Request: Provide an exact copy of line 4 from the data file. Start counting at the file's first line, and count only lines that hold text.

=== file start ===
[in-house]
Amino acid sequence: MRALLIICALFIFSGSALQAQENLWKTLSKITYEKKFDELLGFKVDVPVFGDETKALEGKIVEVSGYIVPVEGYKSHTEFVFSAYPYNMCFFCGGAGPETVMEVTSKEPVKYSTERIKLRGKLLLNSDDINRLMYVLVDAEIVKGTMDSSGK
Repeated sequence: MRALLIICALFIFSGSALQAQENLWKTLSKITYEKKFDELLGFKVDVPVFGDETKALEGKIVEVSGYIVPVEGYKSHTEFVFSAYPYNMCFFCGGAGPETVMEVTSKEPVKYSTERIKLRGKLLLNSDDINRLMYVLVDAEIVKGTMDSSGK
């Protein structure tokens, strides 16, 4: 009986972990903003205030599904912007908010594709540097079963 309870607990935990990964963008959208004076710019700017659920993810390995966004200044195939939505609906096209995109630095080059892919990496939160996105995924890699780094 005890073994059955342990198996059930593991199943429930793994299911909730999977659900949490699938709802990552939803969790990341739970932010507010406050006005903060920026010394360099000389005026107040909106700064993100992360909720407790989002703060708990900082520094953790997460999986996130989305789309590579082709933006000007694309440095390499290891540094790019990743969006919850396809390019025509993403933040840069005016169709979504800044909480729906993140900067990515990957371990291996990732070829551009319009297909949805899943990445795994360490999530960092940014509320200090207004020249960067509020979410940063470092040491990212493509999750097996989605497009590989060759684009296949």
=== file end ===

């Protein structure tokens, strides 16, 4: 009986972990903003205030599904912007908010594709540097079963 309870607990935990990964963008959208004076710019700017659920993810390995966004200044195939939505609906096209995109630095080059892919990496939160996105995924890699780094 005890073994059955342990198996059930593991199943429930793994299911909730999977659900949490699938709802990552939803969790990341739970932010507010406050006005903060920026010394360099000389005026107040909106700064993100992360909720407790989002703060708990900082520094953790997460999986996130989305789309590579082709933006000007694309440095390499290891540094790019990743969006919850396809390019025509993403933040840069005016169709979504800044909480729906993140900067990515990957371990291996990732070829551009319009297909949805899943990445795994360490999530960092940014509320200090207004020249960067509020979410940063470092040491990212493509999750097996989605497009590989060759684009296949």